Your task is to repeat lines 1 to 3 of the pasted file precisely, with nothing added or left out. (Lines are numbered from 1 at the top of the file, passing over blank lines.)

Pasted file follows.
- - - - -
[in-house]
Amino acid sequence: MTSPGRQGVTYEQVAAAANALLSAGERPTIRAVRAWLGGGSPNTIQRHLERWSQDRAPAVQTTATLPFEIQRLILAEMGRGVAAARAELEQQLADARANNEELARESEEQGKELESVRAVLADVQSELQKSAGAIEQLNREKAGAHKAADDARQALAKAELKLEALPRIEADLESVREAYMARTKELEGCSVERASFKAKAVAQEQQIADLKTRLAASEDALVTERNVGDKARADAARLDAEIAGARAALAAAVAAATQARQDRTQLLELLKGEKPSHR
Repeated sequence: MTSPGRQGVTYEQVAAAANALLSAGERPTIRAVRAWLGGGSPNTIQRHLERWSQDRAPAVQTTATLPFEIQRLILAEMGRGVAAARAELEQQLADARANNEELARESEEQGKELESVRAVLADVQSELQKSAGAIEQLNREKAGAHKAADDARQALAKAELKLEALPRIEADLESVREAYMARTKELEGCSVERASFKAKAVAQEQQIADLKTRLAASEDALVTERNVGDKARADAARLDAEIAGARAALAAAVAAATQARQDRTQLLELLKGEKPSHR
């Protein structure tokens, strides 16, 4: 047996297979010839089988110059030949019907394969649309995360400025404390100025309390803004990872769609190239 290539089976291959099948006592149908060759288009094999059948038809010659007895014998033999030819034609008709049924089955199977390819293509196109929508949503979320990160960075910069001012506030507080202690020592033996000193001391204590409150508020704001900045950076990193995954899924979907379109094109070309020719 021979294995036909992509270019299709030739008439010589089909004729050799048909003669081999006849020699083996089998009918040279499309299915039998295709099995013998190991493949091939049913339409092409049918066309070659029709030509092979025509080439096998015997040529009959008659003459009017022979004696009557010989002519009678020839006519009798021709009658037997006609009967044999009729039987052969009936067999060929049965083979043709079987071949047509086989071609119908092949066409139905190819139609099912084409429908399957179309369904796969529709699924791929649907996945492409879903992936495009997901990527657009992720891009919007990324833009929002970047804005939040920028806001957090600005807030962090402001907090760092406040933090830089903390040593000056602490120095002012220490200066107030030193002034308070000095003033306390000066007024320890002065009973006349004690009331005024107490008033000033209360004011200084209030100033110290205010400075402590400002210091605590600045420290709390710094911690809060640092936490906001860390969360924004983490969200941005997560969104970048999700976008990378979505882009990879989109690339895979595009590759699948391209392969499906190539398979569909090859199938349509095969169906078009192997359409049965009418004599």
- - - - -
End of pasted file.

[in-house]
Amino acid sequence: MTSPGRQGVTYEQVAAAANALLSAGERPTIRAVRAWLGGGSPNTIQRHLERWSQDRAPAVQTTATLPFEIQRLILAEMGRGVAAARAELEQQLADARANNEELARESEEQGKELESVRAVLADVQSELQKSAGAIEQLNREKAGAHKAADDARQALAKAELKLEALPRIEADLESVREAYMARTKELEGCSVERASFKAKAVAQEQQIADLKTRLAASEDALVTERNVGDKARADAARLDAEIAGARAALAAAVAAATQARQDRTQLLELLKGEKPSHR
Repeated sequence: MTSPGRQGVTYEQVAAAANALLSAGERPTIRAVRAWLGGGSPNTIQRHLERWSQDRAPAVQTTATLPFEIQRLILAEMGRGVAAARAELEQQLADARANNEELARESEEQGKELESVRAVLADVQSELQKSAGAIEQLNREKAGAHKAADDARQALAKAELKLEALPRIEADLESVREAYMARTKELEGCSVERASFKAKAVAQEQQIADLKTRLAASEDALVTERNVGDKARADAARLDAEIAGARAALAAAVAAATQARQDRTQLLELLKGEKPSHR